Alternatives to trenching

If having trenches dug in your garden doesn’t sound appealing or if you simply have less space, there is the option of radial or directional drilling. This means piping can be laid under the ground without the land being disturbed and which also doesn’t require much ground space. The cost of this is somewhere in the middle of the trenching and vertical drilling techniques.

Direct exchange geothermal heat pump

This Is a closed loop system which uses copper pipes placed in the ground to circulate refrigerant, the copper tubes exchanging heat with the earth. A water source is not necessary for this system. This kind of system is similar to, but more efficient than an air source heat pump.


What are the maintenance requirements of a ground source heat pump?

If installed correctly a quality system should last at least 20-30 years. They do require some minor maintenance, and this is essential for efficiency reasons, as a heat pump not working correctly can lose 25% of efficiency. Different systems will have different requirements but generally speaking, if you feel your system is working to specification, we recommend a full service every 2/3 years. However, if you suspect any issues or your system is heavily used, then annual check-ups are recommended. The warranty should last up to 3 years but there are other ways to insure your system and this should be researched to find the best protection.


RHI and Government financial incentives

The government does currently offer some incentives for heat pumps, the first being for domestic use heat pumps. Domestic Renewable Heat Incentive means you will receive money for every kWh of heat/energy you generate, please see below for current rates;

There is a similar incentive for business and industry purposes, but they do differ and are based on the installation.

Planning permission is not usually required for heat pumps, however there are some requirements that have to be met.

Limits to be met:

  • Development is permitted only if the air source heat pump installation complies with the Microgeneration Certification Scheme Planning Standards (MCS 020) or equivalent standards. Read more about the scheme.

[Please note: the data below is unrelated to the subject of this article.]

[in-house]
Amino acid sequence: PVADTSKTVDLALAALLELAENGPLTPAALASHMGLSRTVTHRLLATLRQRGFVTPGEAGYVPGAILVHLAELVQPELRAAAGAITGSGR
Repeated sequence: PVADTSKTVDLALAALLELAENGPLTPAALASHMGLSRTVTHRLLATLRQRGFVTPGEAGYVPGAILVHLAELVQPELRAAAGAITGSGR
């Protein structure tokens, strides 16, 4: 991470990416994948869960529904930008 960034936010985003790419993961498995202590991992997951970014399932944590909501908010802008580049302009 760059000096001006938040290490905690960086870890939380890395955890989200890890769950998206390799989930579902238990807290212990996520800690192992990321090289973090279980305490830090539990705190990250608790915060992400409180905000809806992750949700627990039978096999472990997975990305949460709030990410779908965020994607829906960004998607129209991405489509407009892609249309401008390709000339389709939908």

• The volume of the air source heat pump’s outdoor compressor unit (including housing) must not exceed 0.6 cubic meters.
  • Only the first installation of an air source heat pump would be permitted development, and only if there is no existing wind turbine on a building or within the curtilage of that property. Additional wind turbines or air source heat pumps at the same property requires an application for planning permission.
  • All parts of the air source heat pump must be at least one meter from the property boundary.
  • Installations on pitched roofs are not permitted development. If installed on a flat roof all parts of the air source heat pump must be at least one meter from the external edge of that roof.
  • Permitted development rights do not apply for installations within the curtilage of a Listed Building or within a site designated as a Scheduled Monument.
  • On land within a Conservation Area or World Heritage Site the air source heat pump must not be installed on a wall or roof which fronts a highway or be nearer to any highway which bounds the property than any part of the building.
  • On land that is not within a Conservation Area or World Heritage Site, the air source heat pump must not be installed on a wall if that wall fronts a highway and any part of that wall is above the level of the ground story.

In addition, the following conditions must be met. The air source heat pump must be:

  • used solely for heating purposes.
  • removed as soon as reasonably practicable when it is no longer needed for microgeneration.
  • sited, so far as is practicable, to minimise its effect on the external appearance of the building and its effect on the amenity of the area.

Rules for Scotland and wales again vary slightly, but a local installer will be well informed as to the process for getting subsidies and will often help you with the process. Search here for installers in your area.